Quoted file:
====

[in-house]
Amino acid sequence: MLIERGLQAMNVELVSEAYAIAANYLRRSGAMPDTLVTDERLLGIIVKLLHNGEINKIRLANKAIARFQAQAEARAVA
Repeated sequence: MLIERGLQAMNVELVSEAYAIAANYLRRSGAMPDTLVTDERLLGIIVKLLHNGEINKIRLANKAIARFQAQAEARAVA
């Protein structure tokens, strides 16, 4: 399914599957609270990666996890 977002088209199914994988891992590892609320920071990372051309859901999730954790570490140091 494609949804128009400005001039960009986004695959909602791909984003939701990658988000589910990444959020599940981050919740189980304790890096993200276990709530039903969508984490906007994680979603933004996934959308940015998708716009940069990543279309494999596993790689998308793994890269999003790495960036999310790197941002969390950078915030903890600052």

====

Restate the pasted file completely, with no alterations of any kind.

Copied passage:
[in-house]
Amino acid sequence: MLIERGLQAMNVELVSEAYAIAANYLRRSGAMPDTLVTDERLLGIIVKLLHNGEINKIRLANKAIARFQAQAEARAVA
Repeated sequence: MLIERGLQAMNVELVSEAYAIAANYLRRSGAMPDTLVTDERLLGIIVKLLHNGEINKIRLANKAIARFQAQAEARAVA
């Protein structure tokens, strides 16, 4: 399914599957609270990666996890 977002088209199914994988891992590892609320920071990372051309859901999730954790570490140091 494609949804128009400005001039960009986004695959909602791909984003939701990658988000589910990444959020599940981050919740189980304790890096993200276990709530039903969508984490906007994680979603933004996934959308940015998708716009940069990543279309494999596993790689998308793994890269999003790495960036999310790197941002969390950078915030903890600052």